Wednesday, June 14, 2006

Firefly Dialectology
I found myself needing to catch up on some Language Log reading earlier this week, and I noticed a post by Arnold Zwicky on sci-fi inspired slang. This reminded me that I had a related blog post idea more than a year ago, but which never got posted because it turned into an academic paper for my pidgins and creoles sociolinguistics class. However, it is time to rectify this situation, as I suspect people out on the internets will be more interested in this topic than people in my class were.

I got the idea for the paper when watching the extra features interviews on the Firefly DVDs. The actors talk about how hard it was to learn to pronounce Chinese, and admitted that they undoubtedly got it completely wrong. In class, we'd been learning about how the various contributing languages to a creole or pidgin influence each other, so I extrapolated that perhaps, in this portrayal of a far future supposedly bilingual Chinese-English society, such mispronunciation by the actors would actually be a more accurate representation of how people would speak.

From my paper:
The problem with the Chinese portions of the dialogue is not the grammar. Because the script writers included a Chinese consultant, all of the Chinese portions are correct, at least on paper. When the lines are spoken by the actors, however, the lines become mostly incomprehensible, due to the actors forcing the Chinese words and phrases into an American English sound system, as well as stripping off all of the lexical tones. It is here that we can begin to see the beginning of pidginization of one of the main languages in this cultural contact situation.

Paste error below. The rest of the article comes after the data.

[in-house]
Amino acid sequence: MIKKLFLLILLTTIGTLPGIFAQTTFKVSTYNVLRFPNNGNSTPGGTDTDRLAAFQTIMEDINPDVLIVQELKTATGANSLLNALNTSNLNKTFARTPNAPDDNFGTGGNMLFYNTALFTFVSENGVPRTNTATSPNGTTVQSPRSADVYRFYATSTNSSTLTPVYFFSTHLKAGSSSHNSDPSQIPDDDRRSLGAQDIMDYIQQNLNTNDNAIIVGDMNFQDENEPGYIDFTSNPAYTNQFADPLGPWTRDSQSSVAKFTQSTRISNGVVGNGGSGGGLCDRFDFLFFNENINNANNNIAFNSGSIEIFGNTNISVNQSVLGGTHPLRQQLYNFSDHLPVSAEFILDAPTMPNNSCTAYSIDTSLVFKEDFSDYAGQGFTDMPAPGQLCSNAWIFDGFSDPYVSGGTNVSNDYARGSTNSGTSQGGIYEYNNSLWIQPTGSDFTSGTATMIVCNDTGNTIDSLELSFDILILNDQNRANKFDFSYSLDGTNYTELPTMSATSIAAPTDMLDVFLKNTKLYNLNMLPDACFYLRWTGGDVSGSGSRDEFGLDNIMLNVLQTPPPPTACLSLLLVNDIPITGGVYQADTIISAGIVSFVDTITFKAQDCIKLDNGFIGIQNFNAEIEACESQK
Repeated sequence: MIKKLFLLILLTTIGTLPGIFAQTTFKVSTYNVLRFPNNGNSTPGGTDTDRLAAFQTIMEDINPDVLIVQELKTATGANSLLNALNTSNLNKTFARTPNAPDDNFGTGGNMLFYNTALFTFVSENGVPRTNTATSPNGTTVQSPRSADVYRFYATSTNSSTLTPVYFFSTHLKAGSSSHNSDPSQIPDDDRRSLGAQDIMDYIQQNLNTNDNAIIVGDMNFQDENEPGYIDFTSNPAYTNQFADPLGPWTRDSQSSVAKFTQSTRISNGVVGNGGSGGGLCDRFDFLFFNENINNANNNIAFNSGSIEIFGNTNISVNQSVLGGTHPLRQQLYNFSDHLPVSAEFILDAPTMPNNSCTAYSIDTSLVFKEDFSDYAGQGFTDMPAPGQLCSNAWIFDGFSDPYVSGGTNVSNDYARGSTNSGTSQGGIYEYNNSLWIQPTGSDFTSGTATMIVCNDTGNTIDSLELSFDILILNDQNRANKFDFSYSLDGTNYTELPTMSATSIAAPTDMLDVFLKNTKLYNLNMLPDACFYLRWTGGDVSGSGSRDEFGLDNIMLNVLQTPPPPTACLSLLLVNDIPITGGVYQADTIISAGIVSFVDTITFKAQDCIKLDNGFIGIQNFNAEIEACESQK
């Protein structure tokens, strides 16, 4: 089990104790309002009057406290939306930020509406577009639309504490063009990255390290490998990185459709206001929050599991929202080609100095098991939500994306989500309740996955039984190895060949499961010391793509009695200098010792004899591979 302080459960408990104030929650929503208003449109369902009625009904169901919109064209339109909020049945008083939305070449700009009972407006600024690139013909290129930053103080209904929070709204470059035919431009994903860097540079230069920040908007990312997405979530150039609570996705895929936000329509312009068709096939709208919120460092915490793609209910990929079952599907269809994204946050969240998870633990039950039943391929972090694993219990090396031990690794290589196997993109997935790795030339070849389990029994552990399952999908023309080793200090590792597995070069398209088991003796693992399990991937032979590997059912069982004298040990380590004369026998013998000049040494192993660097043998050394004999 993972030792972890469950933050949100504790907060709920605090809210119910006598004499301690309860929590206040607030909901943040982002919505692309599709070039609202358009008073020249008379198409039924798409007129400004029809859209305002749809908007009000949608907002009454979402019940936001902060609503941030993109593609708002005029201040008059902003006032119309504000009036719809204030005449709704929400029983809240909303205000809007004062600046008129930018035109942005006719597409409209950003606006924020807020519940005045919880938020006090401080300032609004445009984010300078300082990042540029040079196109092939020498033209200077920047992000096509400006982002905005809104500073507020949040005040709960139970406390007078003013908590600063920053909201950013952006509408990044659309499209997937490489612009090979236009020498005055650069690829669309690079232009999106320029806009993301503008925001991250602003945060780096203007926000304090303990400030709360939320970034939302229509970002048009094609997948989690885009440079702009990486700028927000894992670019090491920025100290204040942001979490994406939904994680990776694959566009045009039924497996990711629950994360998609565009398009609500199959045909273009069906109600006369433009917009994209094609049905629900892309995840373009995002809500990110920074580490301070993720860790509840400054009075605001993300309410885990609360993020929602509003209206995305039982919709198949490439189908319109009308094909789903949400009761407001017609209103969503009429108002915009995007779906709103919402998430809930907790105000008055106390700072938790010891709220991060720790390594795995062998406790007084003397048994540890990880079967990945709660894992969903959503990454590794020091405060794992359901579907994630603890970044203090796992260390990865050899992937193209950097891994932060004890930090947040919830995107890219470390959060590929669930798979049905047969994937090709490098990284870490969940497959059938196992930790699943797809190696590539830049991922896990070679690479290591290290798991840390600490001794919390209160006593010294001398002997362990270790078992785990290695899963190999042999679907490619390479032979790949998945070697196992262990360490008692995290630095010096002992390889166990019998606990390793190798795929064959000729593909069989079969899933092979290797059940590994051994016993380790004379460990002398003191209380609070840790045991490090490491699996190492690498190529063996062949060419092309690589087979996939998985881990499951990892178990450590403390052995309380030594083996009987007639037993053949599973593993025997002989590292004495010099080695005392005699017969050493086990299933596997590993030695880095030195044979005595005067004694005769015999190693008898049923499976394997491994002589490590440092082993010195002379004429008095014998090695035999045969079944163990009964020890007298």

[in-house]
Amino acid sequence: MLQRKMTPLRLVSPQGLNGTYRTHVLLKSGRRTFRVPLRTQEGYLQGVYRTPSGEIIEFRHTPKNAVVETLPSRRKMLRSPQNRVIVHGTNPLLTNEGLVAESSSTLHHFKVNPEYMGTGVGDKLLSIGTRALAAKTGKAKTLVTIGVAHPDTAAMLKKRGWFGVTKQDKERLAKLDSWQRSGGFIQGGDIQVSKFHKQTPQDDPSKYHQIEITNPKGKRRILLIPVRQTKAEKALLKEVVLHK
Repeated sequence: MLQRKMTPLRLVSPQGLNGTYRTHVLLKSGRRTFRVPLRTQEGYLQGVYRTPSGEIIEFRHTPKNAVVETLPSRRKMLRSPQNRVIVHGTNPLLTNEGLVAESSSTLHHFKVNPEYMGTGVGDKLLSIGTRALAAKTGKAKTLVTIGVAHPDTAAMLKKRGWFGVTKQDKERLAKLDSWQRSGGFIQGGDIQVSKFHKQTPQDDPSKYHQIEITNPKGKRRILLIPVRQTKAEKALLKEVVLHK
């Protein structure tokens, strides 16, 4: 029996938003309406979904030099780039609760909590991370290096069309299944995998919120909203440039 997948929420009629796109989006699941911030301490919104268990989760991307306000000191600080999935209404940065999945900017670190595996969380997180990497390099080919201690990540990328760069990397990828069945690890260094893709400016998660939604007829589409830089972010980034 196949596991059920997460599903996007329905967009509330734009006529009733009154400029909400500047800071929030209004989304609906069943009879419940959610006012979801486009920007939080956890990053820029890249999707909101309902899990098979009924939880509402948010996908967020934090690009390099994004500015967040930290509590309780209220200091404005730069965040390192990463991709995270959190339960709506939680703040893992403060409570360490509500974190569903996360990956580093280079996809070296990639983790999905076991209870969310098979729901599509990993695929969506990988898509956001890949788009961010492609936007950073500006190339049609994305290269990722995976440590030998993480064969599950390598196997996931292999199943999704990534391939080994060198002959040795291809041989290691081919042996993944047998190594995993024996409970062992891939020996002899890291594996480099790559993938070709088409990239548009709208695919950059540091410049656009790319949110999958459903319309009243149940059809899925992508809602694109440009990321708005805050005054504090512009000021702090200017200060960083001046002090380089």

As we can see from Bakker's (1995) section on the standard phonological features of pidgins, the Chinese spoken by the actors here fits the pidgin pattern exactly. He notes that pidgin speakers "adjust words to the phonological system of their first language," (35) which we clearly see in Firefly. In addition, he notes that tones are rarely present in pidgins, even when one or more of the languages in contact utilize tones. In fact, he offers the example of pidginized Sango from Central Africa, which has no tones, even though all of the languages contributing to its formation are tonal (Bakker 35).

Therefore, in this case, it appears that the actors' "poor" pronunciation is actually more accurate for the representation of a true language contact situation. From a sociolinguistic perspective, this renders the society represented more plausible than before, giving it another hint of realism.

Interestingly, Bakker also notes that because speakers usually adjust words to fit their L1 phonological system, "in some cases, different groups may pronounce pidgin words in different ways," (35). From this, we might extrapolate that the Chinese portions of the population would have the reverse of the above phonology, in that their Chinese pronunciation would be normal, with the correct sounds and tones in place, but their English would be phonologically pidginized. More evidence for this can be seen from the past, in the Chinese Pidgin English developed around Canton (Guangzhou) and Macao from the 17th to early 20th century for Chinese and Western trade purposes (Bolton, 2003). Chinese Pidgin English also lacks tones, conforming to Bakker’s standards, but fits (primarily) English words into a Cantonese phonological system.
Then I looked at how bilingual the society Whedon created actually was: